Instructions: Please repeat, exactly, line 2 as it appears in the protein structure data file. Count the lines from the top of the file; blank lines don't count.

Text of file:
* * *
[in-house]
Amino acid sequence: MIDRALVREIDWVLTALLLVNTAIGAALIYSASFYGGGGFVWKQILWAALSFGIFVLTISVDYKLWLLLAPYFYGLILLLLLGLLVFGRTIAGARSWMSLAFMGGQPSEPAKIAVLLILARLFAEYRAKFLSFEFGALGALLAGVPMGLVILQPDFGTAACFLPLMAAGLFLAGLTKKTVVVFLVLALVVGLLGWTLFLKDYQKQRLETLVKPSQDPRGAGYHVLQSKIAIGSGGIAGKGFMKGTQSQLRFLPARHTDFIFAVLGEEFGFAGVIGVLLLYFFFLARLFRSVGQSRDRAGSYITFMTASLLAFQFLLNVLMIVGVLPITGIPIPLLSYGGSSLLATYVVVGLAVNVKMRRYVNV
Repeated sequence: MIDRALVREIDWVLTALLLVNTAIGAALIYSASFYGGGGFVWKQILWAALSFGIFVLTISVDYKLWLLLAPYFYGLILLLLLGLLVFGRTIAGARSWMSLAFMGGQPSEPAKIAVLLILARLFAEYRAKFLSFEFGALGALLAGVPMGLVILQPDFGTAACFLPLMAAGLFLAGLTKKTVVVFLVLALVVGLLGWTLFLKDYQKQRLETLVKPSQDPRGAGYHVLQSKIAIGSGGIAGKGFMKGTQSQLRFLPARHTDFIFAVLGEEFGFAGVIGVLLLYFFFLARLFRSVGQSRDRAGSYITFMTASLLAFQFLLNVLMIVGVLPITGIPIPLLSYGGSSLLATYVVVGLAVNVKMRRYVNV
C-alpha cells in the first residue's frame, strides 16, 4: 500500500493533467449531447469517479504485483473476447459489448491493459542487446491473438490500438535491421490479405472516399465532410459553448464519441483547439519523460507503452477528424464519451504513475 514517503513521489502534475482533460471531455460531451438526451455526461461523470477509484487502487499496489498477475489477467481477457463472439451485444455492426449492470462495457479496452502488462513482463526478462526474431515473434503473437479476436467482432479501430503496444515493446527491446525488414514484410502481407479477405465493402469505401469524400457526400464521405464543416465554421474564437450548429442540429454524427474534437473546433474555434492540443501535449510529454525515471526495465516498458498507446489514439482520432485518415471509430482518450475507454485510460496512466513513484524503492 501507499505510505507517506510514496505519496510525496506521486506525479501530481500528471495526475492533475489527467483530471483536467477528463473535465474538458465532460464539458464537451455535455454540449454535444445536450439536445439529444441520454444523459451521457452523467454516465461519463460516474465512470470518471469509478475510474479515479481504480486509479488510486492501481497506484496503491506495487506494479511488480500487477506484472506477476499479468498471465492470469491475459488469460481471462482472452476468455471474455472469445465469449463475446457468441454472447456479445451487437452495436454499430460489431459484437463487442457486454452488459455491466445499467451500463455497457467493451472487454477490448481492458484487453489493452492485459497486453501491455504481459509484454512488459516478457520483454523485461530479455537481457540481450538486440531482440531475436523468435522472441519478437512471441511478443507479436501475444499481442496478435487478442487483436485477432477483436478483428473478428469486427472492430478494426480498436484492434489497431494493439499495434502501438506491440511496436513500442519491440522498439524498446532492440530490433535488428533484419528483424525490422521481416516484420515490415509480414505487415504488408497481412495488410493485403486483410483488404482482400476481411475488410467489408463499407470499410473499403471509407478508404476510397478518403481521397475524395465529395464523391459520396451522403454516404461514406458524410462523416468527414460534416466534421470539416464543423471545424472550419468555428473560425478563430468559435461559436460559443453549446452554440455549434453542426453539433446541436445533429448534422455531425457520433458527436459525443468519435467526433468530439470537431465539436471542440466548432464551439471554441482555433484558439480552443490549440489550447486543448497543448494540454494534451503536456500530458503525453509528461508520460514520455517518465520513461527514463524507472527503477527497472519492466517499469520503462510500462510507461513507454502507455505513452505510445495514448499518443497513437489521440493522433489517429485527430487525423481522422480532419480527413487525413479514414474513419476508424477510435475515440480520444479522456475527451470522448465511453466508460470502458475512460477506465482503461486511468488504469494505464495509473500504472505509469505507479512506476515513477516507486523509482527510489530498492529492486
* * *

Amino acid sequence: MIDRALVREIDWVLTALLLVNTAIGAALIYSASFYGGGGFVWKQILWAALSFGIFVLTISVDYKLWLLLAPYFYGLILLLLLGLLVFGRTIAGARSWMSLAFMGGQPSEPAKIAVLLILARLFAEYRAKFLSFEFGALGALLAGVPMGLVILQPDFGTAACFLPLMAAGLFLAGLTKKTVVVFLVLALVVGLLGWTLFLKDYQKQRLETLVKPSQDPRGAGYHVLQSKIAIGSGGIAGKGFMKGTQSQLRFLPARHTDFIFAVLGEEFGFAGVIGVLLLYFFFLARLFRSVGQSRDRAGSYITFMTASLLAFQFLLNVLMIVGVLPITGIPIPLLSYGGSSLLATYVVVGLAVNVKMRRYVNV